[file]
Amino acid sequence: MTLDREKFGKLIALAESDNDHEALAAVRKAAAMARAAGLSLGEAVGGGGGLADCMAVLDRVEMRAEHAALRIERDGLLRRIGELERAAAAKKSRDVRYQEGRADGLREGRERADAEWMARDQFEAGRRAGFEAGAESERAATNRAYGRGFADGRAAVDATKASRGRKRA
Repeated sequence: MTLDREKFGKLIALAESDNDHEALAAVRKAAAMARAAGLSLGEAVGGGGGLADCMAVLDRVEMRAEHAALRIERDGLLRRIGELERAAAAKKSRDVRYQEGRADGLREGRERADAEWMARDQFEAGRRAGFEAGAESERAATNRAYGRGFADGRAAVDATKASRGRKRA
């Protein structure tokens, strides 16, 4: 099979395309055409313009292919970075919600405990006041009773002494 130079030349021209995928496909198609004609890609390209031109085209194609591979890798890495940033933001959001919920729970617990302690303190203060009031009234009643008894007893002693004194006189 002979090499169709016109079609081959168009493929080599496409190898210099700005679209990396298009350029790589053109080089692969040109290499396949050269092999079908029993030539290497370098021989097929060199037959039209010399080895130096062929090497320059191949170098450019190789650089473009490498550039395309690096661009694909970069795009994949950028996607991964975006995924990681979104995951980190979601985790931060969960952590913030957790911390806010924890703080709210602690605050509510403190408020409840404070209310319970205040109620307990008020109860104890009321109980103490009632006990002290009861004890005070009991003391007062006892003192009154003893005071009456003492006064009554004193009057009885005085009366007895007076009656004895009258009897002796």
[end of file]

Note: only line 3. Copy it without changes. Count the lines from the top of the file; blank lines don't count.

């Protein structure tokens, strides 16, 4: 099979395309055409313009292919970075919600405990006041009773002494 130079030349021209995928496909198609004609890609390209031109085209194609591979890798890495940033933001959001919920729970617990302690303190203060009031009234009643008894007893002693004194006189 002979090499169709016109079609081959168009493929080599496409190898210099700005679209990396298009350029790589053109080089692969040109290499396949050269092999079908029993030539290497370098021989097929060199037959039209010399080895130096062929090497320059191949170098450019190789650089473009490498550039395309690096661009694909970069795009994949950028996607991964975006995924990681979104995951980190979601985790931060969960952590913030957790911390806010924890703080709210602690605050509510403190408020409840404070209310319970205040109620307990008020109860104890009321109980103490009632006990002290009861004890005070009991003391007062006892003192009154003893005071009456003492006064009554004193009057009885005085009366007895007076009656004895009258009897002796």